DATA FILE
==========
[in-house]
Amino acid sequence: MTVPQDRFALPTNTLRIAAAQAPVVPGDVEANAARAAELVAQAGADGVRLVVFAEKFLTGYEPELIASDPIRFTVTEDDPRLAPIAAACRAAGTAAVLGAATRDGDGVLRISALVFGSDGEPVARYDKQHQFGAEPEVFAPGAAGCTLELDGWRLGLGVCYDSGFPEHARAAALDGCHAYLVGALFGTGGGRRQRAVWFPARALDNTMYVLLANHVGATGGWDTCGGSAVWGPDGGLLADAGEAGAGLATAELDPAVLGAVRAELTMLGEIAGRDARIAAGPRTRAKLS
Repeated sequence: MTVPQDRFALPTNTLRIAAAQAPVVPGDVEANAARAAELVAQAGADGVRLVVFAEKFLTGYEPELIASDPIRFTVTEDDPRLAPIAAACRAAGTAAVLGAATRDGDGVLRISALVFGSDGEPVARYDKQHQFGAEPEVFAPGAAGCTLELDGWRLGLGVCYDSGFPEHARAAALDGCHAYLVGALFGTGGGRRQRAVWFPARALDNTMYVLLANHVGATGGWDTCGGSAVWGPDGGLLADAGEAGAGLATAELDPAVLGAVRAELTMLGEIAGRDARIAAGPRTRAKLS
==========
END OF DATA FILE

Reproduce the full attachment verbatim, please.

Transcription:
[in-house]
Amino acid sequence: MTVPQDRFALPTNTLRIAAAQAPVVPGDVEANAARAAELVAQAGADGVRLVVFAEKFLTGYEPELIASDPIRFTVTEDDPRLAPIAAACRAAGTAAVLGAATRDGDGVLRISALVFGSDGEPVARYDKQHQFGAEPEVFAPGAAGCTLELDGWRLGLGVCYDSGFPEHARAAALDGCHAYLVGALFGTGGGRRQRAVWFPARALDNTMYVLLANHVGATGGWDTCGGSAVWGPDGGLLADAGEAGAGLATAELDPAVLGAVRAELTMLGEIAGRDARIAAGPRTRAKLS
Repeated sequence: MTVPQDRFALPTNTLRIAAAQAPVVPGDVEANAARAAELVAQAGADGVRLVVFAEKFLTGYEPELIASDPIRFTVTEDDPRLAPIAAACRAAGTAAVLGAATRDGDGVLRISALVFGSDGEPVARYDKQHQFGAEPEVFAPGAAGCTLELDGWRLGLGVCYDSGFPEHARAAALDGCHAYLVGALFGTGGGRRQRAVWFPARALDNTMYVLLANHVGATGGWDTCGGSAVWGPDGGLLADAGEAGAGLATAELDPAVLGAVRAELTMLGEIAGRDARIAAGPRTRAKLS